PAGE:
friday 24 april 2015
deep peace of the wave to you, of the flowing water
deep peace of the air to you, ever breathing, still bringing peace
but there was no peace of air or water. there was just about no water at all. there was ice, and snow. there was biting cold, and often a lunatic, homicidal wind. there was death, and frozen tears. flowers thrown onto ice. my one and only friendship with a swan was short, full of heartache, and full of wounds.
but it was also unbelievable, at least to me. the swans in turners trolls are not what you would call friendly to human kind. nor are they mean and totally aloof, but even when curious about us, they keep a certain distance. at least, that had been my experience for thirteen years. never had I seen, nor expected to see, a swan climb up out of the river and plop itself down two feet away from me, waiting for more of the bread and corn it had been eating down on the water-coated river ice. but that’s what happened on a day in late January that changed the shape of my much-scorned, autism-colored world.
he had been working his way up to the great daring move, it seems. on January 26 he led his little flock of swans over to where I was tossing down bread and corn to the ducks and geese. he sampled the food, but the other swans just stared at it as it landed in front of them. stared curiously until some faster duck or goose swooped in to eat it. but he, the one I called Schwan, he ate.
I was so pleased. only twice in 13 years had any swan ever eaten any food I had thrown. a rare and special event for an animal devotee like me. I lingered there with the water birds longer than I’d intended, thinking: savor this, it will most likely never happen again. he’ll decide he doesn’t really like that stuff that the ducks and geese eat, and he’ll never do it again.
but when I went back two days later, he did it again. and this time he swam right in close to shore. he had only two other swans left with him on that day, and they ate a bite or two each, but that’s all. the prince, he kept eating. I was even more pleased. he’d done it two visits in a row. savor this. surely this time is the last.
two days later, it’s January 30th, and back I go to the river to the birds. at this point in time the winter days are still normal. normal for Massachusetts anyway. I am wearing my usual winter clothes, and there is no undue wind, and the temperature is something like 30. no suffering. a common type of January day.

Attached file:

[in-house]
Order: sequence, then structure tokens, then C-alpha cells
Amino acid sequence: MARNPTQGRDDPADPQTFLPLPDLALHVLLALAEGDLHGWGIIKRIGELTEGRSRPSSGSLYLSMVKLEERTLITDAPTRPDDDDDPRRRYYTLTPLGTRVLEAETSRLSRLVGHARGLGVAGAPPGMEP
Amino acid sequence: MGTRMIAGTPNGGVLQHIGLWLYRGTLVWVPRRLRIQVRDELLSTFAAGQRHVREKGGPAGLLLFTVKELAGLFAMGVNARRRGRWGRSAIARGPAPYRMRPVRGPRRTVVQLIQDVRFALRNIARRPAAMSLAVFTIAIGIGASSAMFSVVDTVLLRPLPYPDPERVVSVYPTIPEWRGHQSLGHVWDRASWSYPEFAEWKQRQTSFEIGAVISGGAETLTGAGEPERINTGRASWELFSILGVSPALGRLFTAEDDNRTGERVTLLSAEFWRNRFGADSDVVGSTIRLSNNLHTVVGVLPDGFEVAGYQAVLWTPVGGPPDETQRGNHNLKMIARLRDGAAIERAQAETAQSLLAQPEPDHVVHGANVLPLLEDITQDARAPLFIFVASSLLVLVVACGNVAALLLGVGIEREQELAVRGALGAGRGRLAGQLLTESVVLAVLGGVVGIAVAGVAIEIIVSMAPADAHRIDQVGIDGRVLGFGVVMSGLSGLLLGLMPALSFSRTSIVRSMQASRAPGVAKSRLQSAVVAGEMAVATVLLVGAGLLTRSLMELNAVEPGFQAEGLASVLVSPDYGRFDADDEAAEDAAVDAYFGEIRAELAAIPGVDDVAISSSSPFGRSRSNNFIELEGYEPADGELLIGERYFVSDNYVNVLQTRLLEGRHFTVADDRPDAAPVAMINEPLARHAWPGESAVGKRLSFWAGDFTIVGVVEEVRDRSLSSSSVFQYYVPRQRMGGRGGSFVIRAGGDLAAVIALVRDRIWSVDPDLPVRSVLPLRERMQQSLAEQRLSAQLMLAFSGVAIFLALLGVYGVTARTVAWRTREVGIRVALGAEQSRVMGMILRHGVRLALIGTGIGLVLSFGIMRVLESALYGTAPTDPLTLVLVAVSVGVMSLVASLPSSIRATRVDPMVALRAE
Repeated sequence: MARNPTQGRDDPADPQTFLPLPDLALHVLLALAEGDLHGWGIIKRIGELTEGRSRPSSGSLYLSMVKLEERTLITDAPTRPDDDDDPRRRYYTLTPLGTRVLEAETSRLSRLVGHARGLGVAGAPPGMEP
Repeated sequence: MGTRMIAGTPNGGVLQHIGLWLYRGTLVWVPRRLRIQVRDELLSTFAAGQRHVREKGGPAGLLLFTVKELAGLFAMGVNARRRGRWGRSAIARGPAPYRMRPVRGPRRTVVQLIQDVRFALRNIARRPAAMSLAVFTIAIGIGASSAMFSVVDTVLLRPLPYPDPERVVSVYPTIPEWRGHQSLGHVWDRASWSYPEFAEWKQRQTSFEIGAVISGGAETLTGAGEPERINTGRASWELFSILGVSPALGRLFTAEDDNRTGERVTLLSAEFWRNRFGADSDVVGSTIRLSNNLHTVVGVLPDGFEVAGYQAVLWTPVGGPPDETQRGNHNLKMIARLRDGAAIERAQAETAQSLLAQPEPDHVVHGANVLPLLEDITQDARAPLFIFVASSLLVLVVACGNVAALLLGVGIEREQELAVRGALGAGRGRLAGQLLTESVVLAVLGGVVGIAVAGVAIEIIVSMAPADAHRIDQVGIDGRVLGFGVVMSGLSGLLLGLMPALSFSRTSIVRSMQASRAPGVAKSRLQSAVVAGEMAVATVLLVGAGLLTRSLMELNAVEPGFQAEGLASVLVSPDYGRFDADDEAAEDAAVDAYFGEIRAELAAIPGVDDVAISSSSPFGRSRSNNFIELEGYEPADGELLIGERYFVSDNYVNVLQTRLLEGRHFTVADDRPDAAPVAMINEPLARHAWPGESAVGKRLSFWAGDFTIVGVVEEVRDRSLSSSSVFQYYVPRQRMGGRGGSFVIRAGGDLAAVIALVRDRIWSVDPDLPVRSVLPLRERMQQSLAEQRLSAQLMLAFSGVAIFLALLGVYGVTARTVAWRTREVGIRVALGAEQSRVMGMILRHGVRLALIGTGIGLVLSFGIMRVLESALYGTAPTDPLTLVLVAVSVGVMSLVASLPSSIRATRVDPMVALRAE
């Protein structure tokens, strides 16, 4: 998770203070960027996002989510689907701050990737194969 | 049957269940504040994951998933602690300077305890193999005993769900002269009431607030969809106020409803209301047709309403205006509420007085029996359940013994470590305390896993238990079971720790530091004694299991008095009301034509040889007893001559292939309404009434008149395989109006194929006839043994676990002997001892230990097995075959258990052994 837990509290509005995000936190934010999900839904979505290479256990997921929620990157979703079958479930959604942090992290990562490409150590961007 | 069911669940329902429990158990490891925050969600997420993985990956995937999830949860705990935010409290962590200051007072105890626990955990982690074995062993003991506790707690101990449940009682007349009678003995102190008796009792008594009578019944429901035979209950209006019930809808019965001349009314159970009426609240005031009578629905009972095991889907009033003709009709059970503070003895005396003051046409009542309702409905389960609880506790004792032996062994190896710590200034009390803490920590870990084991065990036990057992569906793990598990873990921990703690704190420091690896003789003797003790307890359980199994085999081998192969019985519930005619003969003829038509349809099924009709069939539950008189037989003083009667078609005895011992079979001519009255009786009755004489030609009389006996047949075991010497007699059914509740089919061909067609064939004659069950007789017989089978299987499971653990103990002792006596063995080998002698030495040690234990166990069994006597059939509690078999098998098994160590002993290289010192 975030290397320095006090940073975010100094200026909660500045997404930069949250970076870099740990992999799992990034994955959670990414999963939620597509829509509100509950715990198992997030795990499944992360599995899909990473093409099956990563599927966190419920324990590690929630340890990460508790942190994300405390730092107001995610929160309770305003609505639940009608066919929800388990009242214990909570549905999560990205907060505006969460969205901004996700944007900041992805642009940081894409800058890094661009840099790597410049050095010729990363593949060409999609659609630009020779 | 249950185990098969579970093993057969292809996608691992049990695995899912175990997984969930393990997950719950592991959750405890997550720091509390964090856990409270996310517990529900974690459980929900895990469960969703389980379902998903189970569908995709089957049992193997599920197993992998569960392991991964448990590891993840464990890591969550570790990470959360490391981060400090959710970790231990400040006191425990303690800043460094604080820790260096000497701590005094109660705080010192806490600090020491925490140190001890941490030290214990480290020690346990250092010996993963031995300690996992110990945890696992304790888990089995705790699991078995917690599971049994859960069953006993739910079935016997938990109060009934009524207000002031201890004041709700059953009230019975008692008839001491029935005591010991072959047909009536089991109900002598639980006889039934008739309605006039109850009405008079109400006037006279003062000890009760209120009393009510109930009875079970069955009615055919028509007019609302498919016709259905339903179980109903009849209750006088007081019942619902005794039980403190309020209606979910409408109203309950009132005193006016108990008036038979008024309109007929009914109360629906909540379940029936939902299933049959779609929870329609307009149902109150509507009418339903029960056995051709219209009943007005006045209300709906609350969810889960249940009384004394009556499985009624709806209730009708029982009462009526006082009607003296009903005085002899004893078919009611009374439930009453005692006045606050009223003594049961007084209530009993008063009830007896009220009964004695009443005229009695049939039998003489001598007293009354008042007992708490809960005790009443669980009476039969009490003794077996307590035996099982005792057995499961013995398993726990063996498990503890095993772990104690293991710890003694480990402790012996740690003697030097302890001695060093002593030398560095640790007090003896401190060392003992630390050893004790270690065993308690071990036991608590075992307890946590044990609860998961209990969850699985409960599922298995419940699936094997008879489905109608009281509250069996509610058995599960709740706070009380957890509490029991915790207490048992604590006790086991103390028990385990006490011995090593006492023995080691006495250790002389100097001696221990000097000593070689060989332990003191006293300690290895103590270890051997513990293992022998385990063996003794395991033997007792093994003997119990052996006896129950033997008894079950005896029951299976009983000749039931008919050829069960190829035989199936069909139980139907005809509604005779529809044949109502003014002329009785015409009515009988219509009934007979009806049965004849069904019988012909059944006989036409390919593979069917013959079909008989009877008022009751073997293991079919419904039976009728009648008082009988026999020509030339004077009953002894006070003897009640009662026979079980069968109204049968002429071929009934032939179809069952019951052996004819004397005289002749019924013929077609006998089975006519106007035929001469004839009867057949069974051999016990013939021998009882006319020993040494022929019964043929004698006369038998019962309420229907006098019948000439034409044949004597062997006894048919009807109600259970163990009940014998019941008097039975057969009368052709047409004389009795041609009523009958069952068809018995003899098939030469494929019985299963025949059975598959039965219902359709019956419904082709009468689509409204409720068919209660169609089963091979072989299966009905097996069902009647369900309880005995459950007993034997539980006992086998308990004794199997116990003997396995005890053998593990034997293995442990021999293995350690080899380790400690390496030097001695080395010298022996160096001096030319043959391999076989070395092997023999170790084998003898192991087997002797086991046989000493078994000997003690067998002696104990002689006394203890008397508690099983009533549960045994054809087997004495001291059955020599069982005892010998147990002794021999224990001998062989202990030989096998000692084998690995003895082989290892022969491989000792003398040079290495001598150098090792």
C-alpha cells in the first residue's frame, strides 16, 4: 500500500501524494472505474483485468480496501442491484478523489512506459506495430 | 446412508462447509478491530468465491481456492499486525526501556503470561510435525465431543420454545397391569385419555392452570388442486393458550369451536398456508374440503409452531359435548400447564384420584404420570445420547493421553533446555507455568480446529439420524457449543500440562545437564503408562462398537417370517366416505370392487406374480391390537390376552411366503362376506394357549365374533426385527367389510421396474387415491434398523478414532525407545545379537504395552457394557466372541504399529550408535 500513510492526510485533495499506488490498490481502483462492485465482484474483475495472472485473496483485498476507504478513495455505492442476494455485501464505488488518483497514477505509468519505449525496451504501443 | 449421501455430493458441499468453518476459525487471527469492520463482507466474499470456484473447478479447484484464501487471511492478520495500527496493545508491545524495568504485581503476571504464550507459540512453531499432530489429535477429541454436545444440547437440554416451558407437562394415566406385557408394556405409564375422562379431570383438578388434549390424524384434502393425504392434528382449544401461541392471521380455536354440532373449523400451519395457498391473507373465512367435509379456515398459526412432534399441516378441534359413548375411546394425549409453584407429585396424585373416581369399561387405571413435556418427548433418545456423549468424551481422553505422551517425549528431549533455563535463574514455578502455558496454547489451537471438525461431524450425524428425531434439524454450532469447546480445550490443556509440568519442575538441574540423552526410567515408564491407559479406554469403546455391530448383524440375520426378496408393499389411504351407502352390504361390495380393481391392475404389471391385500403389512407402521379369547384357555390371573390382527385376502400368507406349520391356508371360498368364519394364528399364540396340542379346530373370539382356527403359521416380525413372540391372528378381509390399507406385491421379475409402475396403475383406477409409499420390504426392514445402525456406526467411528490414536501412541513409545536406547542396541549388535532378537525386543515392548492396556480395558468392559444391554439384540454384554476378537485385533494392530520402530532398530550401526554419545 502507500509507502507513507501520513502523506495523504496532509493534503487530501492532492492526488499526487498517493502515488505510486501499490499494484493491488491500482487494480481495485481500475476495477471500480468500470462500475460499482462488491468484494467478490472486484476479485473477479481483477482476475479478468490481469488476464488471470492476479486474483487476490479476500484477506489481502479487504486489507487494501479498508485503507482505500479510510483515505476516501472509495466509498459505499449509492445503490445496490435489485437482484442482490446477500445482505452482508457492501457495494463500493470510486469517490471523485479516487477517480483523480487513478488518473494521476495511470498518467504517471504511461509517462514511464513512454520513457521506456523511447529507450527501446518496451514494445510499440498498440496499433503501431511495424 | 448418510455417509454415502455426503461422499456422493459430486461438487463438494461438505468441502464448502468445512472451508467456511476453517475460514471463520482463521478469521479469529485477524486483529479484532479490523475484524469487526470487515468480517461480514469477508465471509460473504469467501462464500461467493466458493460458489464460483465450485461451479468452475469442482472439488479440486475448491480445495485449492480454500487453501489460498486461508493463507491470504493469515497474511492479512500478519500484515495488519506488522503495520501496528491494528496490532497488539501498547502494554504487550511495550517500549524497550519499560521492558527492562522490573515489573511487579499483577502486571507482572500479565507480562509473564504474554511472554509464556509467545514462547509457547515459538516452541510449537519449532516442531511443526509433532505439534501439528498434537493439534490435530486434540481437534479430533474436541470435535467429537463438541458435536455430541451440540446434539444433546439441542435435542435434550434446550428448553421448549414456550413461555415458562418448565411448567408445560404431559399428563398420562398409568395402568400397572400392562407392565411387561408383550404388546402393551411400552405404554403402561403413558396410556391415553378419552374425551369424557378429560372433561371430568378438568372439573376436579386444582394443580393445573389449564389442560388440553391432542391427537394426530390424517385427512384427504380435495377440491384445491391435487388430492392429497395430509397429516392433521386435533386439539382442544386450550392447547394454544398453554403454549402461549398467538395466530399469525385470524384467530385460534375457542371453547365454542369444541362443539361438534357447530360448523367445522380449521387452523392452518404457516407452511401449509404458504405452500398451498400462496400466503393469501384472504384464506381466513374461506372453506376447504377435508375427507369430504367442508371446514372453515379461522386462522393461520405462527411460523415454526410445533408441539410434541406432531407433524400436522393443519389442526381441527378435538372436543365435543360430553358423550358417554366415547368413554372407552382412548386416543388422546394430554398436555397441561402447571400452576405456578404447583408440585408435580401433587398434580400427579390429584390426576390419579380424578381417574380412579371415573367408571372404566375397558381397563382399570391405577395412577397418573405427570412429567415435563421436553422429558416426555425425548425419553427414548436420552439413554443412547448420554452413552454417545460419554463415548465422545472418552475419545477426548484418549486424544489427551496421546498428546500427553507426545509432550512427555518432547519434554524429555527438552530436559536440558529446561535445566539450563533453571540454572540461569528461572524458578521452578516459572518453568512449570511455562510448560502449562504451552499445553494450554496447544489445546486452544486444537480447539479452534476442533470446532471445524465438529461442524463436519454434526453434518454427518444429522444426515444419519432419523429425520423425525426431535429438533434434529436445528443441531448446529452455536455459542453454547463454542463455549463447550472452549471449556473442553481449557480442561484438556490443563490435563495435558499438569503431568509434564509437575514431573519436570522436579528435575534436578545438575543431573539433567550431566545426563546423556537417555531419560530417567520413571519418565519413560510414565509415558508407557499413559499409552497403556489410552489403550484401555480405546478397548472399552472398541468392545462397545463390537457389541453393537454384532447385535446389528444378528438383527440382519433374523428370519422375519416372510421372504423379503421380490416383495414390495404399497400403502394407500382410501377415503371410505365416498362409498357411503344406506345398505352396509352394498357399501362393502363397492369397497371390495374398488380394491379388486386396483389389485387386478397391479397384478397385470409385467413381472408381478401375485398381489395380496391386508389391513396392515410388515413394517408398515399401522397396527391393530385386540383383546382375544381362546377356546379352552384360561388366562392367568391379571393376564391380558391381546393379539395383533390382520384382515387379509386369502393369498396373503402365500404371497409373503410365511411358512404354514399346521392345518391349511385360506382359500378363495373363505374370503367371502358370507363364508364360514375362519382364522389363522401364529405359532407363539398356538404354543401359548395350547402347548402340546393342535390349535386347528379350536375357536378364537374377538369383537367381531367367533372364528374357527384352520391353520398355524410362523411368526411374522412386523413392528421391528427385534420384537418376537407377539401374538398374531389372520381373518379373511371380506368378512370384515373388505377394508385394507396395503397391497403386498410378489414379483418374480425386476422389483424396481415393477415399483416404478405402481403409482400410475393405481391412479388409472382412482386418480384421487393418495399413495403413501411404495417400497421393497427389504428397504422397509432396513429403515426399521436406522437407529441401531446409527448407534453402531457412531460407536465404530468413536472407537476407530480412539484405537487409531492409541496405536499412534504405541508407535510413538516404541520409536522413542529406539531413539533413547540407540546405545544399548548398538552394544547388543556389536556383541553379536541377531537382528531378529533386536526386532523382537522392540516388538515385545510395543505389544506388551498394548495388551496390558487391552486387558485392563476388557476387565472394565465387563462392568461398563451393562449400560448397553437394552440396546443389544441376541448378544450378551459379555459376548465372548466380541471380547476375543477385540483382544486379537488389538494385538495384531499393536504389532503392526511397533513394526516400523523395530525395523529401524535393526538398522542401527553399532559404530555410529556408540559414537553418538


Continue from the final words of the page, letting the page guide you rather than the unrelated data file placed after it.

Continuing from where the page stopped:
some of the geese and ducks I’m feeding have known me a long time, and routinely come out of the water to me. the swan has seen this, of course, and has figured out that the birds who come up close to me get more food. this bird, I will soon see, is nothing if not a fast learner, an innovator (all animals groups have such members). after two previous meals, it doesn’t surprise me anymore when he swims close in to the bank to get the food. when my legs get tired I sit down in the snow and go on feeding. how many minutes am I sitting there like that (wish I could remember)… maybe it was five. I’m sitting there in the snow tossing food into the water pool that’s bedded by a thick shelf of ice, being grabbed at by certain geese who don’t like to wait their turn, and up out of the water comes the prince, plunks his large body down in the snow two feet in front of me, stretches his neck toward the food in my hand. I feed him, but I do so in a sort of zombie state. I am utterly shocked at what has just happened. after a few minutes his two pals come up too. I give them the food, but again they only eat a bite or two. schwan, on the other hand, eats until there’s nothing left.
and when my food is gone, I’m so happy that some swans came to see me that I build a little snow girl right there on the riverbank, and I don’t care if anyone comes along and sees me doing this thing that is supposedly childish. some of the geese peck at the snow girl to see what she’s all about, and I make repairs. schwan hangs around on the bank watching what I’m doing, and stays until the girl is almost finished before he climbs back down to the water-covered ice.
a swan has come out of the water to eat my food and have a visit. a swan has behaved like a duck or a goose. to someone like me, someone who feels things very deeply and can be stunned into zombie-hood by things that barely faze others, this is a day of nothing less than a miracle. it is has been no less shocking, no less other-worldly than it would be if a star suddenly fell from the sky into my hand.
with great reluctance, turning to look back at the birds about every 30 seconds, I go home.
all photos, graphics, poems and text copyright anne nakis, 2009-2015, unless otherwise stated. all rights reserved.